Conservative government MPs say same-sex marriage is not inevitable and have warned Tony Abbott that he faces a savage internal backlash over the issue, likening it to the devastating split over the ETS which cost Malcolm Turnbull the Liberal leadership in 2009.
Several right wing Parliamentarians have told Fairfax Media they believe they have the numbers to oppose a free vote, a move that if successful would greatly decrease the chances of the bill passing the lower house. “If you put this to a ballot in the party room, this does not get up,” confided one MP.
Warned he faces an internal backlash over same-sex marriage: Prime Minister Tony Abbott.
Warned he faces an internal backlash over same-sex marriage: Prime Minister Tony Abbott. Photo: John Veage
Liberal National MP George Christensen warned on Tuesday: “There is not an inevitability to this as some think.”
“The party policy to retain the definition of marriage as contained in the Marriage Act is supported by the majority of Liberal and National MPs and senators and I’d say many of them would hold the view that this is what our party stands for,” he said.
And in a worrying sign for Mr Abbott, whom the right believes has given his tacit approval for change, Mr Christensen likened the backlash to that experienced in 2009, when former Mr Turnbull tried to support Labor’s carbon trading scheme.
“MPs should not go against the position they adopted”: Liberal MP Michael Sukkar.
“MPs should not go against the position they adopted”: Liberal MP Michael Sukkar. Photo: Jesse Marlow
Mr Turnbull ended up losing the Liberal leadership to Mr Abbott over the issue.
“To many it would be both bizarre and a slap in the face to our grassroots members to suggest that the conservative parties adopt a policy which says we don’t have a stance on marriage and everyone can be a free agent and vote how they want,” Mr Christensen said.
“The party membership didn’t like being ignored on the ETS and they won’t on this one either.”
Tony Abbott with George Christensen.
Tony Abbott with George Christensen. Photo: Andrew Meares
Victorian backbencher Michael Sukkar said Coalition MPs owed their voters an obligation to stick by the policy they had taken to the last election.
“In my view, every Coalition MP had an unequivocal position on same-sex marriage before the last election,” Mr Sukkar said.
“In my views those MPs should not go against the position they adopted because that would have been a factor in their constituents voting for them last time.”
Mr Sukkar said the issue should be put to voters in a plebiscite after the next election, perhaps in conjunction with the referendum for Indigenous recognition in the constitution.
Tensions boiled over in the last week of Parliament when Liberal backbencher and Canberra Senator Zed Seselja took aim at Assistant Treasurer Josh Frydenberg for breaching his ministerial obligation to advocate party policy.
Mr Christensen and Mr Sukkar were the only MPs willing to speak publicly but Fairfax Media understands their views are widely held among the right including in the ministry.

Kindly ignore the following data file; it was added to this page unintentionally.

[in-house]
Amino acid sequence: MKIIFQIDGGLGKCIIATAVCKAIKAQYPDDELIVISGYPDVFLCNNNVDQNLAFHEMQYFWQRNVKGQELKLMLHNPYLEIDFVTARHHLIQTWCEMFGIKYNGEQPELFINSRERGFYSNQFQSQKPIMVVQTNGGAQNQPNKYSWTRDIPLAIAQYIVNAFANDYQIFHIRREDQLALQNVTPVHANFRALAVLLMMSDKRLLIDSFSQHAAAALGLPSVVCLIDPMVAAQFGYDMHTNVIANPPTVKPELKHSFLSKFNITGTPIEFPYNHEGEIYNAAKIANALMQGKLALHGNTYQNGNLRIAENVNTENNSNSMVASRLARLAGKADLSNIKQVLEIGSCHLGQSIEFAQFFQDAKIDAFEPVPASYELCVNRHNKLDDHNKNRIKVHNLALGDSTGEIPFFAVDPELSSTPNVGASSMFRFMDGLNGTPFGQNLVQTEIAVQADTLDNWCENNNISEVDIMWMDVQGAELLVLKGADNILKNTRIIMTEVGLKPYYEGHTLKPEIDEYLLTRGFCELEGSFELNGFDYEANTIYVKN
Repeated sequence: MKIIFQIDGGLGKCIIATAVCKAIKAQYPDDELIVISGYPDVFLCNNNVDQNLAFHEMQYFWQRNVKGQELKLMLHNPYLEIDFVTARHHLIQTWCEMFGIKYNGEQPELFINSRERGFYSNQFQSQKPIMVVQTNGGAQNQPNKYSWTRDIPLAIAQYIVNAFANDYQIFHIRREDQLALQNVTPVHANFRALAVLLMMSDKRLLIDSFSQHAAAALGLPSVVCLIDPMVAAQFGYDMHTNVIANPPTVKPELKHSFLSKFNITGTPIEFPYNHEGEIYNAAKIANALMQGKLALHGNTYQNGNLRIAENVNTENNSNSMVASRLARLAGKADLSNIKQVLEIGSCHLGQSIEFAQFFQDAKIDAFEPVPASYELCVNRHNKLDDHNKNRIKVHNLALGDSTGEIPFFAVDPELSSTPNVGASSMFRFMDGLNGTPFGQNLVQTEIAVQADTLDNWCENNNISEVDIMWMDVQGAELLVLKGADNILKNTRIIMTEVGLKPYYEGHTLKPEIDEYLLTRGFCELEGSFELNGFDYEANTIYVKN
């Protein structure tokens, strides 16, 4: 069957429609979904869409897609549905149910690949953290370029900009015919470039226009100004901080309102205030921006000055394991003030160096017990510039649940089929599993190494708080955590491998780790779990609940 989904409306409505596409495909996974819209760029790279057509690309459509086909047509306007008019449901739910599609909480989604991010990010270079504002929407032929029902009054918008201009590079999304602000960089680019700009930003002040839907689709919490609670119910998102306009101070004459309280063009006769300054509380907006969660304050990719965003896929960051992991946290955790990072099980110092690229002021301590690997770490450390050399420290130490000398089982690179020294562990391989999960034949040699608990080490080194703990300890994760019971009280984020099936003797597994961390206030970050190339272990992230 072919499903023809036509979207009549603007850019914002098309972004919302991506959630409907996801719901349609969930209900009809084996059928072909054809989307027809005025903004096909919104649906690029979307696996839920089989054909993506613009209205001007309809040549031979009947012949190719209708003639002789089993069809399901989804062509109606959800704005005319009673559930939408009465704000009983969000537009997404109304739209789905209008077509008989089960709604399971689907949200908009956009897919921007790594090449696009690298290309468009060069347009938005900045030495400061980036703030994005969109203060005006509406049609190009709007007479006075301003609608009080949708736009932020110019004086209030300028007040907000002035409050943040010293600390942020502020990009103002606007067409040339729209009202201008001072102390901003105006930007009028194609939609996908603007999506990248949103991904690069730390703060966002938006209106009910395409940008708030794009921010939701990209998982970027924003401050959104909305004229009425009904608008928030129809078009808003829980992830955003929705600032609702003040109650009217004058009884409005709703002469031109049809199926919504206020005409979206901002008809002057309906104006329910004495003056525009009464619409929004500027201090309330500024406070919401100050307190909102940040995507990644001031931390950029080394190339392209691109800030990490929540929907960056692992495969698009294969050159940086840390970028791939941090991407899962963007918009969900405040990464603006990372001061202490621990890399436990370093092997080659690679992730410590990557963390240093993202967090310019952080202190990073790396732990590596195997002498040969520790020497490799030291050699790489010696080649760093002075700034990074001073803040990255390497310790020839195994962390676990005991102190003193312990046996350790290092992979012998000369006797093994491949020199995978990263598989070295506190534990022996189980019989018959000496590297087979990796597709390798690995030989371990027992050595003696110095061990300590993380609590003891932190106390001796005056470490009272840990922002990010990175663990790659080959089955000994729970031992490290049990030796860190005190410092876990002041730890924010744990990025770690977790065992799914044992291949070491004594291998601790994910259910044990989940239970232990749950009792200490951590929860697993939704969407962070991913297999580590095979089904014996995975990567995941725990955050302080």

Sources have confirmed a savage backlash is underway in the Liberal branches targeting MPs and ministers who have declared support for same-sex marriage as well as those who are yet to declare their position.
“The branches are going feral,” said one MP who did not want to be named but whose view was also confirmed by a Liberal Party source.
Conservatives are telling MPs that support for a free vote would constitute a vote for same-sex marriage and the issue has become a live one in Queensland, where pre-selection season has begun.
One source said the issue “cost” Bill Glasson, a twice-failed LNP candidate, pre-selection for the Queensland LNP Senate vacancy caused by Brett Mason’s retirement.
A second source said it was a “factor” in Dr Glasson’s overall “poor” campaign but confirmed the former AMA president was “dragged back in” to explain his support for gay marriage in the context of “party policy” and the Liberal National Party’s decision to oppose marriage equality.
The pre-selection was won by surprise candidate Joanna Lindgren, who opposes gay marriage, abortion and euthanasia.
Dr Glasson was overseas and could not be contacted before deadline.
Several Liberals have pointed to a recent interview with Mr Abbott’s sister, Christine Forster, an openly gay and prominent campaigner for marriage equality, in which she revealed she had been in contact with supportive federal ministers behind the scenes.
One senior Liberal said this showed the Prime Minister was effectively “green-lighting” his favourite ministers to help build momentum for change.
“I’ve been increasingly confident that we would get there before the end of 2015,” Ms Forster told Lateline.
“Because of communications with Tony, your brother?” host Tony Jones inquired.
“Because of communications with my brother, with other Liberal colleagues who have been working really hard behind the scenes on this, people like Warren Entsch, Senator Simon Birmingham, Josh Frydenberg.”
But Ms Forster, a Sydney councillor, dismissed the conspiracy theory, saying she had been simply canvassing the views of her federal colleagues because she was constantly being asked about the issue in public.
“I’ve been speaking to both sides of the argument, I’m not in any way orchestrating anything,” she said.